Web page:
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I have to make recommendations to a team of engineers about which (IE) browsers to support and which to drop.

Analytics shows that over one year, IE6 is used in 0.0004% of unique pageviews (2/247K) and dropping that seems like a no-brainer.

  • IE7 > 3.6K/247K (0.8%)
  • IE8 > 15.1K/247K (3.5%)
  • IE9 > 22.7K/247K (5.3%)

0.8%? Sure, drop that. But 5.3%?

Is there an objective, reasonable way to determine where the line should be drawn when it comes to supporting browser versions?

  • 2
    It's also going to depend on what you are doing with your site? If it's a regular information driven website then it may not be much work to make it at least functional in legacy browsers (graceful degradation). However, if you are wanting to develop a bleeding edge application, then that's another matter. (How have you calculated the perc% - they don't seem to tie up to the quoted figures?) – MrWhite Dec 20 '16 at 17:39
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The objective measure is in money: How much does it cost to maintain the browser support vs how much it costs to turn away users because of browser compatibility.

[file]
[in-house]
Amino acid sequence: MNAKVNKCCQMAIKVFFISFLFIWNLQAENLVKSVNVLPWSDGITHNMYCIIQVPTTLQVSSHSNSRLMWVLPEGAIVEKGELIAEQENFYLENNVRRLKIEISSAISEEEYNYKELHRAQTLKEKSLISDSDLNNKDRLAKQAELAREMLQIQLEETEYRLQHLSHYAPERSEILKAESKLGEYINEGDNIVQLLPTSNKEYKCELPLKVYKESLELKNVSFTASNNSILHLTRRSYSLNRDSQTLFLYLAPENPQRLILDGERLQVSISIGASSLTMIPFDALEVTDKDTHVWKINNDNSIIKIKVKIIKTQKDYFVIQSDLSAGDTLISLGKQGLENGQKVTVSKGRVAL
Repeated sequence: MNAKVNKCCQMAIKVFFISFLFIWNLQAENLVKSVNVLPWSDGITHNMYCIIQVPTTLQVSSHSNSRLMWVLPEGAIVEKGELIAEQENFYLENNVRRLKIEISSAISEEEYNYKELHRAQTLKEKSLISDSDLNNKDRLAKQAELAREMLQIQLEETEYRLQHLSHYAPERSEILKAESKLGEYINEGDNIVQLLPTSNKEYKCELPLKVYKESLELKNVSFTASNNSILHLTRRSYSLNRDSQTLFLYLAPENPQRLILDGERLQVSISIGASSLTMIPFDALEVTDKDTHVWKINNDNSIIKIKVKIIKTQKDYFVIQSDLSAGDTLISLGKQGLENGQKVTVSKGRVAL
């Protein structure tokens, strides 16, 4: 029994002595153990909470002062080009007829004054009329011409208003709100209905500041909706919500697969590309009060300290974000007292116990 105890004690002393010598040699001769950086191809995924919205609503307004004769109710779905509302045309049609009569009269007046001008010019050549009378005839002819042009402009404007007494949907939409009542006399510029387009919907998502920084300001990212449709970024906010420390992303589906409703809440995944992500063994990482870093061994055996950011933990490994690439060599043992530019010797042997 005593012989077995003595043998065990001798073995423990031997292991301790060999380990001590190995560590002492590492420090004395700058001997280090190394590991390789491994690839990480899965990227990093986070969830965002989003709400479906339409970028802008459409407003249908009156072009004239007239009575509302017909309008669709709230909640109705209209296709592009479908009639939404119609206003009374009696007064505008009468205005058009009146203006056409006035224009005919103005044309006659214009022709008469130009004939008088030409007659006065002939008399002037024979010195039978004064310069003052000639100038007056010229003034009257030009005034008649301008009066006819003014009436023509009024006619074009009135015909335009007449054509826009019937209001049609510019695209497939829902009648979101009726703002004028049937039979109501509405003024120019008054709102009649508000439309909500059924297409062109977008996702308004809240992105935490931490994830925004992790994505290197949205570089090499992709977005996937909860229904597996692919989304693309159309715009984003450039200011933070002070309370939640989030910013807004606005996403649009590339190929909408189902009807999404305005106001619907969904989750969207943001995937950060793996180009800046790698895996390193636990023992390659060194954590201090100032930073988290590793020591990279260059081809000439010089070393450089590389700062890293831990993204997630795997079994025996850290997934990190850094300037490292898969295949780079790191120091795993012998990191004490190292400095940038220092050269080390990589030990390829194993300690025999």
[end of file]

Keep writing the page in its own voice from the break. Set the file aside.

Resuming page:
Costs of turning away users

  • Immediate revenue lost from sales or advertising
  • "Bad will" where users remember that your site doesn't work and are less likely to use it in the future
  • Wasted customer acquisition costs
  • Impacts on SEO from bad usability or "mobile friendly" scores

Costs of adding browser support

  • Developer time (which may be difficult to estimate ahead of time)
  • Quality assurance time
  • Equipment and access to browsers
  • Opportunity cost (you could have been working on something else that makes more money)
  • Not being able to use technology because it is unsupported by some specific browser. (This may make your site look or behave worse for everybody.)

Having evaluated these factors myself, I usually use a 2% threshold. If the browser has at least 2% market share, it is worth supporting.

For the last 10 years, old versions of IE have been the most costly to support. They typically require more workarounds and support fewer features than other browsers. They also tend to be used far longer than old versions of other browsers. The costs of supporting IE 8 (3%) could be twenty times the cost of adding support for Opera (1%). You sometimes have to take it on an individual case by case basis and see how badly your website is broken in that browser.

  • Thanks for this well-rounded answer. It highlights one of the main challenges here i.e. that one set of costs is quite measurable, but the other set is less so. – dennislees Dec 20 '16 at 18:52
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Looking at the data, I would only support IE8 and IE9. However, IE8 may be lacking some functionality which may be core to your site, so you have to weigh up the benefits versus the time spent to support it.

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